The BMDS program is the Defense Department’s largest research and development program. See the full reports: Defense Acquisitions: Assessment of DOD Efforts to Enhance Missile Defense Capabilities and Oversight, US Government Accountability Office, February 26, 2008 and Defense Acquisitions: Progress Made in Fielding Missile Defense, but Program is Short of Meeting Goals, US Government Accountability Office, March 2008.
Missile Agency Under Fire
Josh Rogin, CQ Weekly, March 23, 2008.
Missile Defense and Arms Control: 25 Years Later
Philip Coyle and Victoria Samson, Center for Defense Information, March 21, 2008.
Moscow’s Missile Gambit
Robert Joseph and J.D. Crouch II, Washington Post, March 13, 2008.
Downing a sick satellite, or upping the arms race
Katie Mounts, Topeka-Capital Journal, March 7, 2008.
Is an Outer Space Arms Control Treaty Verifiable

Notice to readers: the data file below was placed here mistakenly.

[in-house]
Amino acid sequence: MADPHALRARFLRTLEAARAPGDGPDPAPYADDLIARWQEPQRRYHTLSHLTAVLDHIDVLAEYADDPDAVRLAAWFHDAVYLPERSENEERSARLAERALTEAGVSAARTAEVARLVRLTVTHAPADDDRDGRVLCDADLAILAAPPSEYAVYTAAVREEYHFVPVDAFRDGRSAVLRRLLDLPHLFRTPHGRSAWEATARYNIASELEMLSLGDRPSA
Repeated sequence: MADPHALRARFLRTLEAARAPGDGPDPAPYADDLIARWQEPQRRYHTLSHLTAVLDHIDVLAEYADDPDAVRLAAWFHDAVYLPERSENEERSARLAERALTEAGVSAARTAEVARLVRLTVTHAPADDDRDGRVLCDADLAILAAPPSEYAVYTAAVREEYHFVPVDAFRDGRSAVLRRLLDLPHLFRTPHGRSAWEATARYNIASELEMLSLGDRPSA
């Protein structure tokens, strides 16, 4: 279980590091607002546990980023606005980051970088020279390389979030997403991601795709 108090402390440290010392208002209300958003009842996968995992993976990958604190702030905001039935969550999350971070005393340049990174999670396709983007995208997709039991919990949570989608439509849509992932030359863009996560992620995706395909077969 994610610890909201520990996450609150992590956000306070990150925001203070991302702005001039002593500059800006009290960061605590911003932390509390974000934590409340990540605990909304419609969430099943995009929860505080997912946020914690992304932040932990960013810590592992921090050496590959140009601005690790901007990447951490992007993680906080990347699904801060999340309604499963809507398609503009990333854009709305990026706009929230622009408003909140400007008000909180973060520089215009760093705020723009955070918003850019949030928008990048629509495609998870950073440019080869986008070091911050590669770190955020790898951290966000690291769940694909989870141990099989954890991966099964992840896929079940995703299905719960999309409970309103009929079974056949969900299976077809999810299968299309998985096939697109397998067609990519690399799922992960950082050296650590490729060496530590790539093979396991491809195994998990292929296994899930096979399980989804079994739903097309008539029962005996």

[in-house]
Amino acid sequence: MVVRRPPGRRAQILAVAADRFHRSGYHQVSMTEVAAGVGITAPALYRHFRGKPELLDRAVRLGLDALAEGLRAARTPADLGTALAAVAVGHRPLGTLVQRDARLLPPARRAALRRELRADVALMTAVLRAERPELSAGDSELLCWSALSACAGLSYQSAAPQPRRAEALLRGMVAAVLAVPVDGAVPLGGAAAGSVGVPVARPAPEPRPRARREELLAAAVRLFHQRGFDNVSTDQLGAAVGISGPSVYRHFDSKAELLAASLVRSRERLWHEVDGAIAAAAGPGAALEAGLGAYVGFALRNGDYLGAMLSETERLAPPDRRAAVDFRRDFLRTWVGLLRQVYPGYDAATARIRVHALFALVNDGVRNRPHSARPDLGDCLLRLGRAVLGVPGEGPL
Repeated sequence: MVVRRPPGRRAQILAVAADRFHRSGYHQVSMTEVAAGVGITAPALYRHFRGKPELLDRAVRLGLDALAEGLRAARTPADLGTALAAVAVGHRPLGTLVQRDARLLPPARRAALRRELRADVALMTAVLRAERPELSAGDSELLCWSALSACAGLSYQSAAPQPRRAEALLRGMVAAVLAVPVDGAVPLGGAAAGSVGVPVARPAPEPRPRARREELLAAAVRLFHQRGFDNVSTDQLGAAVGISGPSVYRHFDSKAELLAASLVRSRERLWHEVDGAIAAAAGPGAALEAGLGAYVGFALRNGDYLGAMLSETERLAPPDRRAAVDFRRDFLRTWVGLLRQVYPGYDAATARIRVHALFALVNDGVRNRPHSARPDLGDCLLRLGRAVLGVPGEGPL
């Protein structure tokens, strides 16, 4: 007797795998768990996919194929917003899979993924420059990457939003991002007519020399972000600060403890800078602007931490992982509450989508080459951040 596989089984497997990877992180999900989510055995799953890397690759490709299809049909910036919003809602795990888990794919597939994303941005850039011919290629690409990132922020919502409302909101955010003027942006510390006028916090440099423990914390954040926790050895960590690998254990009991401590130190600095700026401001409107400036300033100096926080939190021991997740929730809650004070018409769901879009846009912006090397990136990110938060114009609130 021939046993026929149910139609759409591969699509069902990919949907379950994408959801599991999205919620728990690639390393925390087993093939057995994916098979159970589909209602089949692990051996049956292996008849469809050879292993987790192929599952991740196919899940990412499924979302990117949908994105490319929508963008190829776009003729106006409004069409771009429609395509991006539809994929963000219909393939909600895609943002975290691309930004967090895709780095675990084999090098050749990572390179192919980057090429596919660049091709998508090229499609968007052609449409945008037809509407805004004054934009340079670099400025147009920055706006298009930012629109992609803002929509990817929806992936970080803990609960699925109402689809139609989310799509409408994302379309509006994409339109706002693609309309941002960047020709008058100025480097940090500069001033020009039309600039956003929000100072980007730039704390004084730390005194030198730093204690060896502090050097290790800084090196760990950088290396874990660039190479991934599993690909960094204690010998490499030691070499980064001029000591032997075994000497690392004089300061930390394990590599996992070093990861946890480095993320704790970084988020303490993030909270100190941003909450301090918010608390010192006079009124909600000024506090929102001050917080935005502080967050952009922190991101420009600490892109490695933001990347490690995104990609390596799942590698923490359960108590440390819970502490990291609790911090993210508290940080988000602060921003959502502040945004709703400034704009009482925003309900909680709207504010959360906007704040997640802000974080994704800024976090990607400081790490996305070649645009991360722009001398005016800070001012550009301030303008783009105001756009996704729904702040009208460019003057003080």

Paula A. DeSutter, Assistant Secretary for Verification, Compliance, and Implementation, Remarks to the George C. Marshall Institute Roundtable at the National Press Club, Washington, DC, March 4, 2008.
Space Weapons Spending in the FY 2009 Defense Budget
Theresa Hitchens and Victoria Samson, Center for Defense Information, March 2008.
Shooting down USA-193: A $100 million shot to be followed by even greater political costs
Victoria Samson, Center for Defense Information, February 26, 2008.
Satellite Shootdown was a Necessary Operation
Baker Spring, Heritage Foundation WebMemo #1823, February 22, 2008.
Richard Weitz, National Interest, March-April 2008.
Joseph Biden, Wall Street Journal, March 24, 2008.
Identity Politics and Nuclear Disarmament: the Case of Ukraine, Christopher Stevens, The Nonproliferation Review, Vol. 15, No. 1, March 2008. (Abstract. Full article unavailable without subscription.) Also see: Ukrainians Want to Leave Nuclear Era Behind (poll)